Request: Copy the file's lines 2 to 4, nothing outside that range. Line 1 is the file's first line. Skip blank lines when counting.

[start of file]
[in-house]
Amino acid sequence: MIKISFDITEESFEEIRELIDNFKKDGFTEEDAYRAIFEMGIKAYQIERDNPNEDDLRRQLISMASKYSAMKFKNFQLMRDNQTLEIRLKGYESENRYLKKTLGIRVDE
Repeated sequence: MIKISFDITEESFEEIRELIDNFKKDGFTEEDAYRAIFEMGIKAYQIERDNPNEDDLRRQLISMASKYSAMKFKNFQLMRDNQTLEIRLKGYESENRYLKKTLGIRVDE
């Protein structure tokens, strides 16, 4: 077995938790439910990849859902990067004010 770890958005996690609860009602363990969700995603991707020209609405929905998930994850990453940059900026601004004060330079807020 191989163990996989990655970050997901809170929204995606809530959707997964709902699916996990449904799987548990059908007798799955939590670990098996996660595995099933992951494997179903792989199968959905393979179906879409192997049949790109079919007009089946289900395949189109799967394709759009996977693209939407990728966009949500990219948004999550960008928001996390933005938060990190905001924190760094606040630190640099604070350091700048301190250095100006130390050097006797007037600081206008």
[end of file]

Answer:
Amino acid sequence: MIKISFDITEESFEEIRELIDNFKKDGFTEEDAYRAIFEMGIKAYQIERDNPNEDDLRRQLISMASKYSAMKFKNFQLMRDNQTLEIRLKGYESENRYLKKTLGIRVDE
Repeated sequence: MIKISFDITEESFEEIRELIDNFKKDGFTEEDAYRAIFEMGIKAYQIERDNPNEDDLRRQLISMASKYSAMKFKNFQLMRDNQTLEIRLKGYESENRYLKKTLGIRVDE
């Protein structure tokens, strides 16, 4: 077995938790439910990849859902990067004010 770890958005996690609860009602363990969700995603991707020209609405929905998930994850990453940059900026601004004060330079807020 191989163990996989990655970050997901809170929204995606809530959707997964709902699916996990449904799987548990059908007798799955939590670990098996996660595995099933992951494997179903792989199968959905393979179906879409192997049949790109079919007009089946289900395949189109799967394709759009996977693209939407990728966009949500990219948004999550960008928001996390933005938060990190905001924190760094606040630190640099604070350091700048301190250095100006130390050097006797007037600081206008």